The consumer credit card charge-off rate declined for the second consecutive month in May, increasing the likelihood that they soon will dip below their year-ago levels, Moody's Investors Service Inc. said Tuesday.
The average chargeoff rate in May fell 20 basis points, to 10.71% from 10.91% in April. The May chargeoff rate is just nine basis points above the average rate from a year earlier.
Moody's analysts expect that within "the next couple of months," the average chargeoff rate will fall below levels from a year earlier. The last time the credit card chargeoff rates had been better than year-earlier levels was December 2006, Moody's said.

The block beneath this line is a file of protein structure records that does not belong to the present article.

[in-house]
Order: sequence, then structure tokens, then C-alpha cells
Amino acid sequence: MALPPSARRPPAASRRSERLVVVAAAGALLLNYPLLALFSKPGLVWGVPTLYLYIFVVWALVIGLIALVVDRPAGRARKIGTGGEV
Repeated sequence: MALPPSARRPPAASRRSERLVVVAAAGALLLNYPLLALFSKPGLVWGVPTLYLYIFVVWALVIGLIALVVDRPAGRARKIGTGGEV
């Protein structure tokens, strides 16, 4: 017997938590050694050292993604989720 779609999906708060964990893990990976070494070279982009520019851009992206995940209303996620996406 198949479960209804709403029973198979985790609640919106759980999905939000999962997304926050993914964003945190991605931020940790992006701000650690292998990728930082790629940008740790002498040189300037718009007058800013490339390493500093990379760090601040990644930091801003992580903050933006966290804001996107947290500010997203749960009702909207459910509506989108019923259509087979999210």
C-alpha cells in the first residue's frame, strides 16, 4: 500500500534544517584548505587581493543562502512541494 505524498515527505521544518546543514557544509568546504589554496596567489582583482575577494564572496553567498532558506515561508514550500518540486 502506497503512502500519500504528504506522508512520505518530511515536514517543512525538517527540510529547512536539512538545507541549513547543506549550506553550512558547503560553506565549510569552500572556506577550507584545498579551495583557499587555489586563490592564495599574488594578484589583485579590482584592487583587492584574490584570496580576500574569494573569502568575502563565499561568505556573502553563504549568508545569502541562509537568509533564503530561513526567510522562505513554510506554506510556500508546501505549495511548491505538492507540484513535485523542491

The delinquency rate on all card accounts more than 30 days past due in May fell for the seventh consecutive month, to 5.26%, down 28 basis points from April, the lowest delinquency rate since November 2008.
Assuming unemployment rates stabilize at 10.1% during the second half of 2010, Moody's expects to see more improvement in both credit card chargeoffs and delinquencies.
The unemployment forecast "reinforces our view that credit card chargeoffs have passed their peak levels for this credit cycle," Moody's said, referring to the economic downturn that began in late 2008.